I just spent a weekend in New York celebrating a dear friend. What. A. City. I had been there before, but it’s been some time, so I felt like I got a second chance at a first impression.
Some first time visitors are awestruck by the looming buildings or the swarms of bodies climbing into the same subway car. The same wide eyed folks might count how many languages they’ve heard while perusing the MET, or how many boutiques hem in Brooklyn’s street corners. Others are inclined to feel the energy, the adrenaline, the rush of so many lives seeking so many differently similar things. I’ve found, however, that most never fail to mention the pizza. Let’s be honest- food is a sincere love.
So this is what I’m writing tonight: about sincere love. Like pizza which is most concretely cheese, tomato and starch, and most abstractly an Italian art form, love is best when it’s both. It’s entirely simple (mozz+tomato+bread) and entirely complex (who knows anything about Italian cooking?). Give me a brick oven pizzeria in the West Village and a four cheese pie? “Buon Appetito!” I’m in love.
I haven’t found him (you know not to be cheesy but, “the one,”) yet, but I tell myself he is coming as quick as he can. And maybe, just maybe, the hold-up has to do with the fact that he’s been stumped by this mozzarella of a mystery too. I once experienced a break-up/breaking-off/ending of a dear relationship (read: most painful), in which I pleaded with this person who didn’t love me back to tell me why he ever referred to us as “we” if in fact, he didn’t love me the way I loved him. I know it sounds pathetic, but it was the real thing. He would always talk about OUR plans and where WE were going and what WE would do and how WE were different than everyone else. Did he not understand the significance of these pronouns? “Everybody wants a we!” I cried to him. It was sad. As he shook his head, I felt bare and I never wanted to see him again. We did not go together anymore.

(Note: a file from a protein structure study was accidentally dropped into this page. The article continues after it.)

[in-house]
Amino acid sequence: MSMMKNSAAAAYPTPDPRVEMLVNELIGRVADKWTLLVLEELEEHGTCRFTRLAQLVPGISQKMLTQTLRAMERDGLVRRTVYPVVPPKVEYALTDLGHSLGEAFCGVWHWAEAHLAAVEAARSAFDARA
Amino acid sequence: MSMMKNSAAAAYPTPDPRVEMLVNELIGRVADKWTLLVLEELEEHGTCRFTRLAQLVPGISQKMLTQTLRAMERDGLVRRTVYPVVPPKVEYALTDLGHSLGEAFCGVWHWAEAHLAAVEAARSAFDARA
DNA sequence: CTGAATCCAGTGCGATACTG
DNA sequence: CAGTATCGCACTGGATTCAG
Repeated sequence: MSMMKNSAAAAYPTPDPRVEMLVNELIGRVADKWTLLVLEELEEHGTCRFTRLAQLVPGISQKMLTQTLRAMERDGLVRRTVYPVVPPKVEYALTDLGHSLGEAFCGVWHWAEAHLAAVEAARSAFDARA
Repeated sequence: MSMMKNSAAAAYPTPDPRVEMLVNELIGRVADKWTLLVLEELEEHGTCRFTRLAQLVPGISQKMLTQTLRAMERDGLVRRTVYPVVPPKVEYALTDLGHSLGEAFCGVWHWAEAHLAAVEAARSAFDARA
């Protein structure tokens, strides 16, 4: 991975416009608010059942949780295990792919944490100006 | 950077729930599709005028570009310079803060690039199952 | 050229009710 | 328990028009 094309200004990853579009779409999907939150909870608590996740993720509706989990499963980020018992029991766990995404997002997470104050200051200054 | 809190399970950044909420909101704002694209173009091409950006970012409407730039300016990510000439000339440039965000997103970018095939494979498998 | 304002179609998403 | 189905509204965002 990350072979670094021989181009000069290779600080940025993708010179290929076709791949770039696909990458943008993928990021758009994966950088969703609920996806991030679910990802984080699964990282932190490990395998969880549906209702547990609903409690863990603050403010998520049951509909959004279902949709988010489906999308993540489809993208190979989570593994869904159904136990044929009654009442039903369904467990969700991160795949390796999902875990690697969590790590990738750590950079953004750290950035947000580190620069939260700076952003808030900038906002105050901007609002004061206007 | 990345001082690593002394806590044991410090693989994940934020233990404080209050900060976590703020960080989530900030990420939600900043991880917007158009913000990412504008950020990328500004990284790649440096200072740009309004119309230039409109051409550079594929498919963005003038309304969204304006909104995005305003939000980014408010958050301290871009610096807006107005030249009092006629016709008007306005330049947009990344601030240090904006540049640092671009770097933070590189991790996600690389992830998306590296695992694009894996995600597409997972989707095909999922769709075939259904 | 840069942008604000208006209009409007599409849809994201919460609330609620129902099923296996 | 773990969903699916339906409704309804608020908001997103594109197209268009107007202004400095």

And that’s what it comes down to doesn’t it? Belonging. Even before the philosophical truth that love is this astoundingly simple and complex wonder of a thing like light or wind or water, we first understand that we belong to our beloved. I am yours, you are mine. Not like a possessive ownership thing. . But a BElonging, the long-awaited piece: tailored to fit a longing.
I have found myself, these past few weeks, increasingly grateful for the complexity of my God’s love for me. He is Abba Father, and Messiah King and Counselor Friend. He loves me. Some nights, I am in such great awe that I might lift up my hands, or open my heart, or pray for purpose with more purity than the night before. Or quite simply, I might just thank Him that He is my shepherd and I am His lamb and He is gentle with my stubborn bleating self. And then I will roll over and sleep well. We cannot help but be found by the depth of His love. It seeks us out, beckoning, “Come, come, you belong with me.” What sweeter words do we know?